On Sept. 22, police began leveling the tents in Hawthorne Park after serving a 24-hour eviction notice. Eleven houseless individuals and mutual aid volunteers were arrested for refusing to leave. While such sweeps had been conducted in Medford’s Greenway before, the fire crisis has underscored how people displaced by extreme weather often find themselves with nowhere to go.
Despite such challenges, Rogue Valley’s mutual aid network hasn’t given up on working to assist those most affected by the fires. “We’re focused on people who don’t have access to things like homeowner’s insurance,” Mills said. “That tends to be Native, Latinx, BIPOC and houseless folks.”
Pushing for a just recovery
While local activists mobilize in places like Rogue Valley, climate organizers less directly affected by the fires have been working to get help to the frontlines. Revolution Coalition Network, a college student-led group that focuses on intersectional climate work, ran a successful fundraising drive earlier this month to purchase 600 bags of personal hygiene equipment to send to people displaced by the fires.
“We’re a small organization led by students in college, and there’s only so much we can do,” said Revolution Coalition Network’s Executive Director Lena Rodriguez, who is based in Las Vegas. “But we’re going to keep fundraising and continue sending even more supplies.”
Bianca Ballará and her partner, who live 45 minutes outside Medford, welcomed fire evacuees from Rogue Valley — as well as people from as far away as Oakland, California — to the 23-acre property where they live. Ballará hopes to transform the land, which has served as a rural refuge for lesbian women since the 1970s, into a center of community called Nativewomanshare, where Indigenous women will reclaim traditional land practices. “Being queer, Indigenous Latinx women ourselves, we wanted to create a space for displaced queer and BIPOC folks when the fires hit,” Ballará said.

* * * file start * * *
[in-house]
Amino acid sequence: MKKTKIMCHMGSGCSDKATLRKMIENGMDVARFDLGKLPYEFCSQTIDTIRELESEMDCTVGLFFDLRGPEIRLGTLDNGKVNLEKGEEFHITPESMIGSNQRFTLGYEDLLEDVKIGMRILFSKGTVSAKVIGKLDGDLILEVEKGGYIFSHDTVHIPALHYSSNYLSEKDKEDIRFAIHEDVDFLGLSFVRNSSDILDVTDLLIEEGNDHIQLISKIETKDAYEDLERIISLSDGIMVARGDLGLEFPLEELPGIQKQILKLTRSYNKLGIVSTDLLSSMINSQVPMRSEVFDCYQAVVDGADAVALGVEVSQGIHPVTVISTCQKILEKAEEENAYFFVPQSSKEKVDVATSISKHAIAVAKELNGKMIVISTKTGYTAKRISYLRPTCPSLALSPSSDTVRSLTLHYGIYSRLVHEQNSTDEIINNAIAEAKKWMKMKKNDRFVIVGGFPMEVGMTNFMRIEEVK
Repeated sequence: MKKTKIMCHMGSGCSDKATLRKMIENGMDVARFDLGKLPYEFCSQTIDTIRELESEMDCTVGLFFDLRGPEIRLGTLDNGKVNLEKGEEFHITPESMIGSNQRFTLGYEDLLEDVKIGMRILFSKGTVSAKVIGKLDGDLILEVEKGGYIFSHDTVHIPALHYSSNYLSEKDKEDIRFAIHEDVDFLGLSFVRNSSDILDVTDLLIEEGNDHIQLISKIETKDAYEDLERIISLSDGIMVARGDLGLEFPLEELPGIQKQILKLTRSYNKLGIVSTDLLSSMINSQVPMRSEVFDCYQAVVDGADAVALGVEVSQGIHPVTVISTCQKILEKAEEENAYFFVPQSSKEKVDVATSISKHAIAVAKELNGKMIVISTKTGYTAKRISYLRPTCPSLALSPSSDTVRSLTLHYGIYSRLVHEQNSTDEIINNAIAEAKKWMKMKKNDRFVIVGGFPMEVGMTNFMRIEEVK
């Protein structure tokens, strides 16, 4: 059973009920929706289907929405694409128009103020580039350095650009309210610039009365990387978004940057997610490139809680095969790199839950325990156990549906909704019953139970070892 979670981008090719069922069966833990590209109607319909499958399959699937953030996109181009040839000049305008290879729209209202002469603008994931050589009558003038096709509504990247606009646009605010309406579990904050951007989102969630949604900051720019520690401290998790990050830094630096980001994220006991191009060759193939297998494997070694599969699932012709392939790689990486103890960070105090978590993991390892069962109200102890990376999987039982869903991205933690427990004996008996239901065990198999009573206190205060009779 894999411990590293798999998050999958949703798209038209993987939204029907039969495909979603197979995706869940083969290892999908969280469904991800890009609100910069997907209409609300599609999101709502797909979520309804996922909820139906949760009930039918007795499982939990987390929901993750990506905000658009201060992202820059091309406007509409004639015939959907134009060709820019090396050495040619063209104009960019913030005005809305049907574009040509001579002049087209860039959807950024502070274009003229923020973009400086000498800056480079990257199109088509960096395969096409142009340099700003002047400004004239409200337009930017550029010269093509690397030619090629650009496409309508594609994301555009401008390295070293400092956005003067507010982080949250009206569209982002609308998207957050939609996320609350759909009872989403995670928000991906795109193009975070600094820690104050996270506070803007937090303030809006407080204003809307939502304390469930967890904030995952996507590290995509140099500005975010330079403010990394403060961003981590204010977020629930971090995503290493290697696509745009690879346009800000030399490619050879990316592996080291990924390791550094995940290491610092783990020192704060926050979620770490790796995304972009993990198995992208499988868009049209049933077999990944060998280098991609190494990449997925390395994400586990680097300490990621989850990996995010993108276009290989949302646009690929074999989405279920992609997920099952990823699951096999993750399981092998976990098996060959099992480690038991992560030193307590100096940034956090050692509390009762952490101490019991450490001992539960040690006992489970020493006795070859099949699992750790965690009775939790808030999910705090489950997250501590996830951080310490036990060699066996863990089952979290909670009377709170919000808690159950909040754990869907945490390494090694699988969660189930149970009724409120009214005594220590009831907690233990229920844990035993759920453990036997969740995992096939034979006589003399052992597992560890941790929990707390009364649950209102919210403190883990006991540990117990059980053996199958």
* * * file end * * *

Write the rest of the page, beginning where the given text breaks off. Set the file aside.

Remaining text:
Initially, seven evacuees stayed on the land as Ballará and her partner helped coordinate the distribution of food donated by local businesses to hundreds of evacuees and volunteer firefighters. Later, two more evacuee families joined them. All have recently found longer term living situations, but Ballará anticipates offering her home up again. “These fires happen every year now,” she said. “We plan to continue serving as a resource for the community, while returning to traditional land practices that retain water to help end years of drought.”
As rebuilding begins, activists are pushing for a just recovery. “Our number one priority is to ensure everyone who was displaced can come back to their communities,” Rosenbluth said. “In the Rogue Valley we’re already facing a severe housing shortage with less than 1 percent vacancy rates, and that’s been exacerbated by the Almeda Fire. If we don’t make a conscious decision to rebuild with low-income housing, people are going to be pushed out of our communities.”
Climate groups will also continue higher-level policy work that addresses the root causes of the fires. “We need state-level policy changes like an Oregon Green New Deal that includes a shift to sustainable forestry and clean energy technologies,” Ballará said. In the community networks that sprang up to coordinate relief from the fires — as well as other crises like COVID-19 and racial injustice — she sees hope for a long-term movement that can create such a future.
“We need people to continue awakening to the reality that it’s our Black, Indigenous, and Latinx people who are hit hardest by these types of disasters and need the most relief,” Ballará said. “That means supporting communities on the ground and organizers of color who are stepping up to lead.”
Teaser photo credit: By Tedder – Own work, CC BY-SA 4.0, https://commons.wikimedia.org/w/index.php?curid=93989905